Computer-Assisted Instruction to Prevent Early Reading Difficulties in Students at Risk for Dyslexia: Outcomes from Two Instructional Approaches
Annals of Dyslexia Volume 60, Number 1, ISSN 0736-9387
The relative effectiveness of two computer-assisted instructional programs designed to provide instruction and practice in foundational reading skills was examined. First-grade students at risk for reading disabilities received approximately 80 h of small-group instruction in four 50-min sessions per week from October through May. Approximately half of the instruction was delivered by specially trained teachers to prepare students for their work on the computer, and half was delivered by the computer programs. At the end of first grade, there were no differences in student reading performance between students assigned to the different intervention conditions, but the combined-intervention students performed significantly better than control students who had been exposed to their school's normal reading program. Significant differences were obtained for phonemic awareness, phonemic decoding, reading accuracy, rapid automatic naming, and reading comprehension. A follow-up test at the end of second grade showed a similar pattern of differences, although only differences in phonemic awareness, phonemic decoding, and rapid naming remained statistically reliable.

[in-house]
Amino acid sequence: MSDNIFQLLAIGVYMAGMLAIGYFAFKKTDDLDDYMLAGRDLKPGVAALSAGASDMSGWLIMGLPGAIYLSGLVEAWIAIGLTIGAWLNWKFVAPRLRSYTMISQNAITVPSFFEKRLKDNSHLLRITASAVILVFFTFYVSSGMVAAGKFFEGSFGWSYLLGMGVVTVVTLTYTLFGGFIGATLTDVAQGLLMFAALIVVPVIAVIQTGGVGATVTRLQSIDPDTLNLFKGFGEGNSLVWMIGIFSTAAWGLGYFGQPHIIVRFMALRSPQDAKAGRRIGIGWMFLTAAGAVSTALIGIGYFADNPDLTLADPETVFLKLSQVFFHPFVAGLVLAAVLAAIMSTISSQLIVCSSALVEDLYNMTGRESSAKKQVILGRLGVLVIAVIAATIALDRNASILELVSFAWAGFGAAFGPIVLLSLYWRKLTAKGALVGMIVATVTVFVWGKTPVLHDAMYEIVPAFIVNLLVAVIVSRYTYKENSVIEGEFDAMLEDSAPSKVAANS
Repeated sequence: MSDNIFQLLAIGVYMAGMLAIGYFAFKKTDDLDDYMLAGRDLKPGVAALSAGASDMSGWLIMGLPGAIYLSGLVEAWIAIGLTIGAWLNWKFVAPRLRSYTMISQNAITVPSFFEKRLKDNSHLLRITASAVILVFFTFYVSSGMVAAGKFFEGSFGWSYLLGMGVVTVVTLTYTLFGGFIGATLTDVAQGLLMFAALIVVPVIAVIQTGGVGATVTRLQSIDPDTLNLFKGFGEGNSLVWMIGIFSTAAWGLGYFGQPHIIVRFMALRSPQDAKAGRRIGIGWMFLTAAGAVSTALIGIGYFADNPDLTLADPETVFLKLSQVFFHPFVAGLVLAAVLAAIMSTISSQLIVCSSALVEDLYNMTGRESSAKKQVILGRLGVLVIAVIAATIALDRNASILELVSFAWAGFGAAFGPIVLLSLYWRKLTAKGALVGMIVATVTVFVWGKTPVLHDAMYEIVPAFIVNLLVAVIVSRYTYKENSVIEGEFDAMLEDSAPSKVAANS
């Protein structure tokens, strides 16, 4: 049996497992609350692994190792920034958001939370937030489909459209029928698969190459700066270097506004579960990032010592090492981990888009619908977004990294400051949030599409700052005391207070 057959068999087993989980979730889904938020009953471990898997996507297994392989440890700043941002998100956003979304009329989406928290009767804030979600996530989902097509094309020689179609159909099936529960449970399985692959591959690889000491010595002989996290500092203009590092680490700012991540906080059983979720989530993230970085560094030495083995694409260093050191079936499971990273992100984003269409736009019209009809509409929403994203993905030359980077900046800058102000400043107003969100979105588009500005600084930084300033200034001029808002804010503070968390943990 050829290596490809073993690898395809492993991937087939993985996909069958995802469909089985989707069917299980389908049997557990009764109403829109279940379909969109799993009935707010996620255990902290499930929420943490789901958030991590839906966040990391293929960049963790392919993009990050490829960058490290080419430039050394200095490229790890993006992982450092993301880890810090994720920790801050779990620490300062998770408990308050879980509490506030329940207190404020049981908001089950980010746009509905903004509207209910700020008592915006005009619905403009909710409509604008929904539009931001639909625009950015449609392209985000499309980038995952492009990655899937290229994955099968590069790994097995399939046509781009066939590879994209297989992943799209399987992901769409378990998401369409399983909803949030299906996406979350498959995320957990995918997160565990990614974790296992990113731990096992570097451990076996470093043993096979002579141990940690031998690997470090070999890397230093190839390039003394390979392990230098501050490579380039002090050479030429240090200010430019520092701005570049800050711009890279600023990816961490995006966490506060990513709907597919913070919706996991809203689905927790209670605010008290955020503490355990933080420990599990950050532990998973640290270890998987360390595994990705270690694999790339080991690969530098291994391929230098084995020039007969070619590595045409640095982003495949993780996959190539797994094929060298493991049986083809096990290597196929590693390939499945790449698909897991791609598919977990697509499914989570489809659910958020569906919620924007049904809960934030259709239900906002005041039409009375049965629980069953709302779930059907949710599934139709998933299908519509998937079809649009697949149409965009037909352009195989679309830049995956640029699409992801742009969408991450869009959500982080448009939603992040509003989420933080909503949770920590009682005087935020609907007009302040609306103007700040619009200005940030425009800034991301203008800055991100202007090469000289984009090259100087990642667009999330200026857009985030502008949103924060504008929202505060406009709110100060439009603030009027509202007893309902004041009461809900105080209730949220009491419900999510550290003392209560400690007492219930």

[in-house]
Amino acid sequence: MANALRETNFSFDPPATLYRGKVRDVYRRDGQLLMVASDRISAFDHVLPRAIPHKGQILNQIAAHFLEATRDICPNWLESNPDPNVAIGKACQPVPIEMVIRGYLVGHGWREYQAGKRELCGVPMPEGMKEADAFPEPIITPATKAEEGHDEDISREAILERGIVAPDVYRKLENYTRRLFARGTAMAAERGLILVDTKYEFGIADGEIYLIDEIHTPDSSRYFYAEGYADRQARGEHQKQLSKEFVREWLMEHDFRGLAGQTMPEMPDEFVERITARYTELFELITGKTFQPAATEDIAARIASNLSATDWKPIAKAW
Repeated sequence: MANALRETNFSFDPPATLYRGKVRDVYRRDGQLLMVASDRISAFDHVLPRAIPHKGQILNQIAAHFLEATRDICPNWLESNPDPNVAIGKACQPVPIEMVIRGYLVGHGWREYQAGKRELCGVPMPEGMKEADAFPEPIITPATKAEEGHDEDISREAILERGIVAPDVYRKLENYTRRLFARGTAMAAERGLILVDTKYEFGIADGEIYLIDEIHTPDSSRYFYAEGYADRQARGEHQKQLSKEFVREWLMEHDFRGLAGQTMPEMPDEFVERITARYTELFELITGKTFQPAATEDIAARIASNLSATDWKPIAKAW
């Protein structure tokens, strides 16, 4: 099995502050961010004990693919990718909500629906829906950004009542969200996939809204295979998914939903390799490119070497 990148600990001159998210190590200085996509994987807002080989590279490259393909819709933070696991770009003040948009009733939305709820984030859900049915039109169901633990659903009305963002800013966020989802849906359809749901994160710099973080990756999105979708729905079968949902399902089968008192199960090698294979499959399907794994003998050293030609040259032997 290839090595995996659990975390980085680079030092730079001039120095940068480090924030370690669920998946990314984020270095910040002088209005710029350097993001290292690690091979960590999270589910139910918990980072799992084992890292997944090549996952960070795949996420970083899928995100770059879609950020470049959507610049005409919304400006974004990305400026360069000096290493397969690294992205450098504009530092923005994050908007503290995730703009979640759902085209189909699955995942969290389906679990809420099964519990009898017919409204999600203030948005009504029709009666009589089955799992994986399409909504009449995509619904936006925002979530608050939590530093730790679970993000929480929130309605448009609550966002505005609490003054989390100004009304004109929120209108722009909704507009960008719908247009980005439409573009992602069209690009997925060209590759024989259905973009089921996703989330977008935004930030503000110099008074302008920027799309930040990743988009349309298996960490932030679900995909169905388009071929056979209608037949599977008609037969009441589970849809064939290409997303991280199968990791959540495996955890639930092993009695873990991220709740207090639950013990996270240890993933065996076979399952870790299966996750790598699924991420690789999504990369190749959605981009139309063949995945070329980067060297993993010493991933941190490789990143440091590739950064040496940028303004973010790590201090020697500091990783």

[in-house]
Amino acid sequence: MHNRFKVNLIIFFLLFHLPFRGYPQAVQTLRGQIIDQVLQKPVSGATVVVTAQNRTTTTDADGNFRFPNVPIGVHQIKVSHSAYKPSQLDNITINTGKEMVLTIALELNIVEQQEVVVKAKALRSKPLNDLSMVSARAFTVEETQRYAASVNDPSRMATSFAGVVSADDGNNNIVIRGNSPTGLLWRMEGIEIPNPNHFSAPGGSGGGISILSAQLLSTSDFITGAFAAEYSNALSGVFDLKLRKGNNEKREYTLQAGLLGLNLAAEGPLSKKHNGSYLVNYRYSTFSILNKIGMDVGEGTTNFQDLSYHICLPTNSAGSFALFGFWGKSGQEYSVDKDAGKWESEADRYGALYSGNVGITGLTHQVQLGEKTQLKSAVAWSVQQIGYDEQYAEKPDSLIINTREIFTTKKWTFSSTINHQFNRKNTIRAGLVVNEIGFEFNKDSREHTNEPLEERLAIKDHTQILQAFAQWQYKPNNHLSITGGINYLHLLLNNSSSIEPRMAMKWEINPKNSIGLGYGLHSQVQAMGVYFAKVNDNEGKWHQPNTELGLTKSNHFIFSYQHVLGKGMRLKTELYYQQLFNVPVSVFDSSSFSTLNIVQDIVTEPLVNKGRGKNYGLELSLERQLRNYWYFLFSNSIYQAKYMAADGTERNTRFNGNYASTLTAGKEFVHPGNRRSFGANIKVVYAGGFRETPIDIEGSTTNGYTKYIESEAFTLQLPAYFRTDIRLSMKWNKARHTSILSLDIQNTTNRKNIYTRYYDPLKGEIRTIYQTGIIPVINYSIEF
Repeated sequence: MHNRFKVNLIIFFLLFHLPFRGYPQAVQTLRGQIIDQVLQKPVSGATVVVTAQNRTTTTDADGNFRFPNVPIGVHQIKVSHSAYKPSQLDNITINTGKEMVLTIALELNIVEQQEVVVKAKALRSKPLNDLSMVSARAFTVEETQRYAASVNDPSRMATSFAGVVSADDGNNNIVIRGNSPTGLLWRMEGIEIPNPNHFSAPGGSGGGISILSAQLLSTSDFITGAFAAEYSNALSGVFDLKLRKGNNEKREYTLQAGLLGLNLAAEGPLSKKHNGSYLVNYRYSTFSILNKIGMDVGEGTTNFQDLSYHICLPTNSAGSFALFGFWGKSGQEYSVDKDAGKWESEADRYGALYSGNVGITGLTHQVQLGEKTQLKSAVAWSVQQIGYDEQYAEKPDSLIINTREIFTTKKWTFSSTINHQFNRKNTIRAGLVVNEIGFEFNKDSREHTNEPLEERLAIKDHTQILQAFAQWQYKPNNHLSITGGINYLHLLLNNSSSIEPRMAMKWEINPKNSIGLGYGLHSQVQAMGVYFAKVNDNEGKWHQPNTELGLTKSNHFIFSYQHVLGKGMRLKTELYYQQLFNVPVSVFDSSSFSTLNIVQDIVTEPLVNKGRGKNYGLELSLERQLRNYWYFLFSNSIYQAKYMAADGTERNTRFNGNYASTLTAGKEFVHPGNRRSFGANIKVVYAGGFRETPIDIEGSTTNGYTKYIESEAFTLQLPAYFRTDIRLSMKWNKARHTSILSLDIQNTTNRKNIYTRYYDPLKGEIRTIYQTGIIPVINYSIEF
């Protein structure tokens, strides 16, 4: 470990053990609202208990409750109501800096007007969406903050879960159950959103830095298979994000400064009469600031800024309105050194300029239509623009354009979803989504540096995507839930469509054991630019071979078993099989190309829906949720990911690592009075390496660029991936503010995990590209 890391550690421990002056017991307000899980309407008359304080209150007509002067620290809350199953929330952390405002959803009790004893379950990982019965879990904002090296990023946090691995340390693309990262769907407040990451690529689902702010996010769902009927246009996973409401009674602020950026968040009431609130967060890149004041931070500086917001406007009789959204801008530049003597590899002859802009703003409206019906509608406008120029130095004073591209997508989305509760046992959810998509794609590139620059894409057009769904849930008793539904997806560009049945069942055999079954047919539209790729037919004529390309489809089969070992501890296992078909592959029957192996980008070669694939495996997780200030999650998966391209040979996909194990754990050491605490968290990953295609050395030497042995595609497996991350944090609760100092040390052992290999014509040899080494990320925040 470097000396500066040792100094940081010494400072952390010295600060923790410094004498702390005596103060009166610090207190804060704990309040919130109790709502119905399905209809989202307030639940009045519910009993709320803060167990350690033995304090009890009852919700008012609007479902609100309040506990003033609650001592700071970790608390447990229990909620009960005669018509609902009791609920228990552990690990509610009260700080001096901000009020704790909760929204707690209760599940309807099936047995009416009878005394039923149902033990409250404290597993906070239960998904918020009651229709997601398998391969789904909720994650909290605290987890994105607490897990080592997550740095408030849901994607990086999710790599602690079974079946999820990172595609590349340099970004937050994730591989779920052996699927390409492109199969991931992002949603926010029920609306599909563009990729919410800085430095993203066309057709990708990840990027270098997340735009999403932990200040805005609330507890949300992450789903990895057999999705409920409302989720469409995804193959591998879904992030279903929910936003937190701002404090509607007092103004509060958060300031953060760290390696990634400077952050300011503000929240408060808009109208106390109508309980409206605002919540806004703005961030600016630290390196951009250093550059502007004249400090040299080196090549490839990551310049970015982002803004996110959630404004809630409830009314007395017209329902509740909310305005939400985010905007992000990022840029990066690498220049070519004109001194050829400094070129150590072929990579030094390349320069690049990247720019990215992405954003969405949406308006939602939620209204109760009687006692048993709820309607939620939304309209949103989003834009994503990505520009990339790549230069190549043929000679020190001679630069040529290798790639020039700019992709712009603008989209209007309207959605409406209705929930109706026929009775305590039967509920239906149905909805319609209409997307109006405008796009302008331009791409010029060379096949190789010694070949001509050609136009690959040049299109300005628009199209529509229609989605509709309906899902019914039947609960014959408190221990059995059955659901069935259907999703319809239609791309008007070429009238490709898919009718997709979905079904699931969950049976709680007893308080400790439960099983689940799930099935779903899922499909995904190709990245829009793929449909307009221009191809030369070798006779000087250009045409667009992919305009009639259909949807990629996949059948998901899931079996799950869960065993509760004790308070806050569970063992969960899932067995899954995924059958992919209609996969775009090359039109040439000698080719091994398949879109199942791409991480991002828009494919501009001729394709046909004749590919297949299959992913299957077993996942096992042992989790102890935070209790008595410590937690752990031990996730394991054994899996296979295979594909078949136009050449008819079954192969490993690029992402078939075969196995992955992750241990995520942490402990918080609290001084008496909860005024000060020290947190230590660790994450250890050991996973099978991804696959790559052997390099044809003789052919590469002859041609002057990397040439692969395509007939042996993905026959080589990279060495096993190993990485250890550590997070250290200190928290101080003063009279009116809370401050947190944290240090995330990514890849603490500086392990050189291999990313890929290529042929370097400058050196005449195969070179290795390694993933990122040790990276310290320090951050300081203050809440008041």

Torgesen, J.K., Wagner, R.K., Rashotte, C.A., Herron, J. & Lindamood, P. (2010). Computer-Assisted Instruction to Prevent Early Reading Difficulties in Students at Risk for Dyslexia: Outcomes from Two Instructional Approaches. Annals of Dyslexia, 60(1), 40-56.
- At risk students
- Comparative Analysis
- Computer Assisted Instruction
- Decoding (Reading)
- Early Reading
- Elementary Education
- Elementary School Students
- Phonemic Awareness
- Program Effectiveness
- reading comprehension
- Reading Difficulties
- Reading Programs
- Reading Skills
- Small Group Instruction
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